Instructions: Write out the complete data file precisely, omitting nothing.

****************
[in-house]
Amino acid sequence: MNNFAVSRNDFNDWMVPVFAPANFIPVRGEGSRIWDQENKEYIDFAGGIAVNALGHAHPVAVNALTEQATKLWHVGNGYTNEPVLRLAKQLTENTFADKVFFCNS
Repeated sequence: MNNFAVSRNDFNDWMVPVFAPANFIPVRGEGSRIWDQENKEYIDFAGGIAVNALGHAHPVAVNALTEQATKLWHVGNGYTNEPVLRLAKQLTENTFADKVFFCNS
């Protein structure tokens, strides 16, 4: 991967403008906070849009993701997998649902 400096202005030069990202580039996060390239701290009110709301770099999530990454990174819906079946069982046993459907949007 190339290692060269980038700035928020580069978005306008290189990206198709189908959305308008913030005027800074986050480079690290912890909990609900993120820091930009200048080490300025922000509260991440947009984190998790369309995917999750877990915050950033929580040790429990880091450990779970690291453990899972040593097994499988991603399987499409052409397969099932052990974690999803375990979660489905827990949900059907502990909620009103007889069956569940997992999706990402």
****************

[in-house]
Amino acid sequence: MNNFAVSRNDFNDWMVPVFAPANFIPVRGEGSRIWDQENKEYIDFAGGIAVNALGHAHPVAVNALTEQATKLWHVGNGYTNEPVLRLAKQLTENTFADKVFFCNS
Repeated sequence: MNNFAVSRNDFNDWMVPVFAPANFIPVRGEGSRIWDQENKEYIDFAGGIAVNALGHAHPVAVNALTEQATKLWHVGNGYTNEPVLRLAKQLTENTFADKVFFCNS
């Protein structure tokens, strides 16, 4: 991967403008906070849009993701997998649902 400096202005030069990202580039996060390239701290009110709301770099999530990454990174819906079946069982046993459907949007 190339290692060269980038700035928020580069978005306008290189990206198709189908959305308008913030005027800074986050480079690290912890909990609900993120820091930009200048080490300025922000509260991440947009984190998790369309995917999750877990915050950033929580040790429990880091450990779970690291453990899972040593097994499988991603399987499409052409397969099932052990974690999803375990979660489905827990949900059907502990909620009103007889069956569940997992999706990402």